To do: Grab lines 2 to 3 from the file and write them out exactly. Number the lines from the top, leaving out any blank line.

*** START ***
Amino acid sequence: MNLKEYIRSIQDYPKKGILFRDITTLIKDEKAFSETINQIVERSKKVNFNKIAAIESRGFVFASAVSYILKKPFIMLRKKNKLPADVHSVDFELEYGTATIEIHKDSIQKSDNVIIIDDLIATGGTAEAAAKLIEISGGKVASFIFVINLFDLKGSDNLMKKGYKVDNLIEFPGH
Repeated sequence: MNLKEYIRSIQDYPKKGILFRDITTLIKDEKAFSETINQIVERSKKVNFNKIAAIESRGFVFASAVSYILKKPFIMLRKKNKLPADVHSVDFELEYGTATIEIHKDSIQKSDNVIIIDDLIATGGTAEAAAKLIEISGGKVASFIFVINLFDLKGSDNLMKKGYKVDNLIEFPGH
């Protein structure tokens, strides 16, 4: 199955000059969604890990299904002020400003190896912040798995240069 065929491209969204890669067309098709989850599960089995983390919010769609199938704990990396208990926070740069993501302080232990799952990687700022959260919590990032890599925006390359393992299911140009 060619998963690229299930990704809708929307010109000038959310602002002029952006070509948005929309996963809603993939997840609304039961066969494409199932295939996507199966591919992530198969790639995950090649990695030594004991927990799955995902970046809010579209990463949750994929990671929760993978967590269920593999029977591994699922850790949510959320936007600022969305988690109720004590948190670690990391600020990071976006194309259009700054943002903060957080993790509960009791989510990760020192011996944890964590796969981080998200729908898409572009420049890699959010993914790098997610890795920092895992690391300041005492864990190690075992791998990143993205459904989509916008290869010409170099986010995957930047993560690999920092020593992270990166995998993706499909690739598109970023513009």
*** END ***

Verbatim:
Repeated sequence: MNLKEYIRSIQDYPKKGILFRDITTLIKDEKAFSETINQIVERSKKVNFNKIAAIESRGFVFASAVSYILKKPFIMLRKKNKLPADVHSVDFELEYGTATIEIHKDSIQKSDNVIIIDDLIATGGTAEAAAKLIEISGGKVASFIFVINLFDLKGSDNLMKKGYKVDNLIEFPGH
């Protein structure tokens, strides 16, 4: 199955000059969604890990299904002020400003190896912040798995240069 065929491209969204890669067309098709989850599960089995983390919010769609199938704990990396208990926070740069993501302080232990799952990687700022959260919590990032890599925006390359393992299911140009 060619998963690229299930990704809708929307010109000038959310602002002029952006070509948005929309996963809603993939997840609304039961066969494409199932295939996507199966591919992530198969790639995950090649990695030594004991927990799955995902970046809010579209990463949750994929990671929760993978967590269920593999029977591994699922850790949510959320936007600022969305988690109720004590948190670690990391600020990071976006194309259009700054943002903060957080993790509960009791989510990760020192011996944890964590796969981080998200729908898409572009420049890699959010993914790098997610890795920092895992690391300041005492864990190690075992791998990143993205459904989509916008290869010409170099986010995957930047993560690999920092020593992270990166995998993706499909690739598109970023513009």